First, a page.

"So you know Bach?" she says, with the air of a person who's often had audiences who don't know Bach from Bachman pretzels, but is relieved when she can find someone who knows the difference.
Mar. 4th, 2013 01:35 am (UTC)
A wave to Daisy, an uncertain smile for Daniel: R.F. Isn't the most comfortable with children, but he can be polite. Truth is, he has no idea what to do with them.

“I had the dubious honour of being acquainted with all of his work for the clavichord during my years at Caius,” Frobisher replies with a bit of a face. “Sadly, his work for keyboard instruments is far less enthusing than his tribute to strings.”
Mar. 5th, 2013 06:47 am (UTC)
"I've never been fond of them myself, though I might be biased, since I've always been a string player," she says, setting Daniel in the wagon, settling him in the nest of blankets there. "You're a pianist?" she asks, straightening up.
Mar. 7th, 2013 05:01 am (UTC)
“A composer,” Frobisher replies with a smile, “though you might call me a pianist as well. I favour a good set of keys over any other instrument, any day.”
Mar. 10th, 2013 06:52 am (UTC)
"Have you composed anything I might know?" she asks, interested, in that multi-tasking way that mothers often have, as she lifts Daisy out of the pen.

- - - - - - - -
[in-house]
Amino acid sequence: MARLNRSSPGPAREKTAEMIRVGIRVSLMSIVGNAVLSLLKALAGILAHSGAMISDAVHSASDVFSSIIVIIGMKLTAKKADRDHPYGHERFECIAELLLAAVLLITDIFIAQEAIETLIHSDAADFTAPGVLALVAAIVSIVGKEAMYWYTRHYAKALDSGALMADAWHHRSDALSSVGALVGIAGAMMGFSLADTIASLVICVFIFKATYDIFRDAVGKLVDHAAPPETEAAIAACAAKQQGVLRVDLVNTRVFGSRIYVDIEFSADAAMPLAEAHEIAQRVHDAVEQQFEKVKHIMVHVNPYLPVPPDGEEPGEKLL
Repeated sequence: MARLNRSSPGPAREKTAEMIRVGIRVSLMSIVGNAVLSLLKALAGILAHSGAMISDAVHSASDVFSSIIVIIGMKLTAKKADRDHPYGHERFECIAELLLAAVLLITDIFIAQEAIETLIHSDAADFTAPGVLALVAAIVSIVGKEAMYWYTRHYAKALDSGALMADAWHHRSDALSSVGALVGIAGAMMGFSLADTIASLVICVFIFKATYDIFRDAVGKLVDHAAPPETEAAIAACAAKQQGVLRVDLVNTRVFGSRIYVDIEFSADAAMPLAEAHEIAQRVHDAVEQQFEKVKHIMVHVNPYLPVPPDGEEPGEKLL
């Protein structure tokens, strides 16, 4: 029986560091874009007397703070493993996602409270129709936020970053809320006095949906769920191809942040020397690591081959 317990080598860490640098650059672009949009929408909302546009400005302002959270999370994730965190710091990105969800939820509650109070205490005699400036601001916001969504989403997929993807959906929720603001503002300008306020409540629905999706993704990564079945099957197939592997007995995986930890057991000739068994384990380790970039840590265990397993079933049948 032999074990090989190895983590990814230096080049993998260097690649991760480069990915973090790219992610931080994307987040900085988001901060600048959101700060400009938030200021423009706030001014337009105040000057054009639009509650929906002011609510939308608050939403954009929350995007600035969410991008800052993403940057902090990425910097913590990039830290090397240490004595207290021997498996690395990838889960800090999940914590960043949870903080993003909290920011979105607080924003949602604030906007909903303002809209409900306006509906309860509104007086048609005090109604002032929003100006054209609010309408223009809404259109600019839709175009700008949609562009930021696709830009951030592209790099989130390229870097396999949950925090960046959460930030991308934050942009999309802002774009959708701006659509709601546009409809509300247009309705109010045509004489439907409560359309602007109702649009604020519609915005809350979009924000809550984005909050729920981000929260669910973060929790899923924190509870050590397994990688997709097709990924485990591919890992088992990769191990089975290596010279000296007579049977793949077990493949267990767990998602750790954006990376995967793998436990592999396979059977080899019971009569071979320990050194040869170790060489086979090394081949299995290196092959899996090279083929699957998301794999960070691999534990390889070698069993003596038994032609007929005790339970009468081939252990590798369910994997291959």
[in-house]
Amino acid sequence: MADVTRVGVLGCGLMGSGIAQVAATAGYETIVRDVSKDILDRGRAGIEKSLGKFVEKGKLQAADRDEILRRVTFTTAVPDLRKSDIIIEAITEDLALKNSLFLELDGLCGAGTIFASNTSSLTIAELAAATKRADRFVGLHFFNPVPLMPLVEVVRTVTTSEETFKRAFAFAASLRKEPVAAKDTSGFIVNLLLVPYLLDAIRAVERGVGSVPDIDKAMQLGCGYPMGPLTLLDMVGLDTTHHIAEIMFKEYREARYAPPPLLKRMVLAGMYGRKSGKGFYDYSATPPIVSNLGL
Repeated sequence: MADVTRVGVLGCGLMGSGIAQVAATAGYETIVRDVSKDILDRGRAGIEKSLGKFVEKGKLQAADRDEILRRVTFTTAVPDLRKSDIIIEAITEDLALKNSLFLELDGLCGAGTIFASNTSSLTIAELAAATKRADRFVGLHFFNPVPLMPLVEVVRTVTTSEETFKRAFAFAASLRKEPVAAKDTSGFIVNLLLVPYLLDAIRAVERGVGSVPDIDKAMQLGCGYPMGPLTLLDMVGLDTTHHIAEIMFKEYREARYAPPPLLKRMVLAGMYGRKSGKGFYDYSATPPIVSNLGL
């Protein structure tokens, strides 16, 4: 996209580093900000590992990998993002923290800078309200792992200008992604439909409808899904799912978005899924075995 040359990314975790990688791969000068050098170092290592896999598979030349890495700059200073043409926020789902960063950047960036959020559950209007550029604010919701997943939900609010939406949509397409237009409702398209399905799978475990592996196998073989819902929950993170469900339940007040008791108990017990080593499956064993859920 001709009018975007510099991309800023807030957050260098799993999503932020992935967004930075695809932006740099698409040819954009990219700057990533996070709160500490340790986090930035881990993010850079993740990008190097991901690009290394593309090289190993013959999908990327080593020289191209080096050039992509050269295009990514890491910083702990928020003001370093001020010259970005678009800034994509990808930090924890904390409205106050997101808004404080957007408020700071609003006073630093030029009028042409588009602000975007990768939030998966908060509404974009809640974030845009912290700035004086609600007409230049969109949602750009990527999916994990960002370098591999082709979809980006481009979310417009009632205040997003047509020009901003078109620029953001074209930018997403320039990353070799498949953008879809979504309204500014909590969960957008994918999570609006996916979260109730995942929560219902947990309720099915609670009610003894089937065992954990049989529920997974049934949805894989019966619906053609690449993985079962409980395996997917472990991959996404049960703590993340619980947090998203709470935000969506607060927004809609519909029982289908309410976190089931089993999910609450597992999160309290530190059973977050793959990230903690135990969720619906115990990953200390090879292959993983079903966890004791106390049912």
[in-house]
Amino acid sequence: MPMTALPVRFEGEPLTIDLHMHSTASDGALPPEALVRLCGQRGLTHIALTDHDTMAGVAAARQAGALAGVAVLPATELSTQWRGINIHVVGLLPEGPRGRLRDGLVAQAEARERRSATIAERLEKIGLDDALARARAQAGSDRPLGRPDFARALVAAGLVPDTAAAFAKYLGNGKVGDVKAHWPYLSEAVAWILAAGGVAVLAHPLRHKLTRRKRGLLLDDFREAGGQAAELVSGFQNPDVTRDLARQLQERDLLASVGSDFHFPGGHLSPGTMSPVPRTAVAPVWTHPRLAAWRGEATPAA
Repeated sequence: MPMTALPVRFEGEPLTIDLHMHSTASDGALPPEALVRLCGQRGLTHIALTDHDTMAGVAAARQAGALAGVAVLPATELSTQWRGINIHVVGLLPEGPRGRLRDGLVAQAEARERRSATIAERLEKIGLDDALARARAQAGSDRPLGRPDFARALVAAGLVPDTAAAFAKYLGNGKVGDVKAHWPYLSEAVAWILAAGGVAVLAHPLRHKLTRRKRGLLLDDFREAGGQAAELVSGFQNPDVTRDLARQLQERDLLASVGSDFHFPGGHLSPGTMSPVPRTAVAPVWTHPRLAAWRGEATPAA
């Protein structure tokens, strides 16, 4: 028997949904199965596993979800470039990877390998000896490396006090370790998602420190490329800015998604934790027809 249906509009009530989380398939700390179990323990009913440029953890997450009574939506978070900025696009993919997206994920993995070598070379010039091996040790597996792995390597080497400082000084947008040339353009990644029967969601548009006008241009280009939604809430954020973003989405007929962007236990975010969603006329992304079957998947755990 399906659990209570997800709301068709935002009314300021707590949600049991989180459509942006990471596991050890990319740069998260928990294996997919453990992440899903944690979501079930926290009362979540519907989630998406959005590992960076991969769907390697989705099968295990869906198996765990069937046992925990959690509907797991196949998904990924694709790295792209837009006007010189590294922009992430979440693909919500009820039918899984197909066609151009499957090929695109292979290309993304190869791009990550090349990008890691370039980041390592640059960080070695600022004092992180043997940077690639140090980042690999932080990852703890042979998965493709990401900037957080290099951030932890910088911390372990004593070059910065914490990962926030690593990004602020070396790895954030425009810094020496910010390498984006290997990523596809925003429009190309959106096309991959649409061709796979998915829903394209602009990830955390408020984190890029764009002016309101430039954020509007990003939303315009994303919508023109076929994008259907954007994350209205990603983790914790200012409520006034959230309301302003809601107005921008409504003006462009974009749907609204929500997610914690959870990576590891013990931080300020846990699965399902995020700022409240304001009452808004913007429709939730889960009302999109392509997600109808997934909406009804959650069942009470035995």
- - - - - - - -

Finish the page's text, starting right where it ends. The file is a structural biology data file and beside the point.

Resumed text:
Mar. 11th, 2013 03:12 am (UTC)
"Have you ever heard of Vyvyan Ayr's the Totenvogeln?" he asks, trying not to sound to bitter.

Old fuck. Damn old fuck. He still hates him, despite all the time that passed.
Mar. 13th, 2013 06:51 am (UTC)
"I'm afraid I haven't," she admits, tucking Daisy into the wagon. Then straightening up and noting that bitterness in his tone, she asks, "Trouble with a colleague?"
Mar. 18th, 2013 05:08 am (UTC)
"He was a great composer in his youth and a pain in the a-- neck in his older days," he replies evasively. "I'm surprised the name doesn't sound familiar."
Mar. 19th, 2013 04:29 am (UTC)
"Sounds like his personality overtook his talent; happens too often, if a musician doesn't keep one foot on the ground," she says, as if she'd seen it happen. "Sounds like my ex -- sorry: I won't bore you with my personal details."
Mar. 26th, 2013 07:39 pm (UTC)
"I would sooner say age and illness got the best of him," he replies delicately, though what he really wants to say is that the old fart was out of his bloody sodden mind.
Mar. 27th, 2013 06:00 am (UTC)
"That'll do it: not every composer is like Guiseppe Verdi, writing two operas and a Requiem setting in the last ten years of his life," she says.
Apr. 8th, 2013 06:57 pm (UTC)
"And again, that makes one wonder about the true nature of Toscanini's involvement with Verdi," he points out thoughtfully. "Just like Süssmayr wrote entire segments of Mozart's requiem."

He certainly sounds bitter. Amanuenses are clearly under-estimated.
( 17 comments — Leave a comment )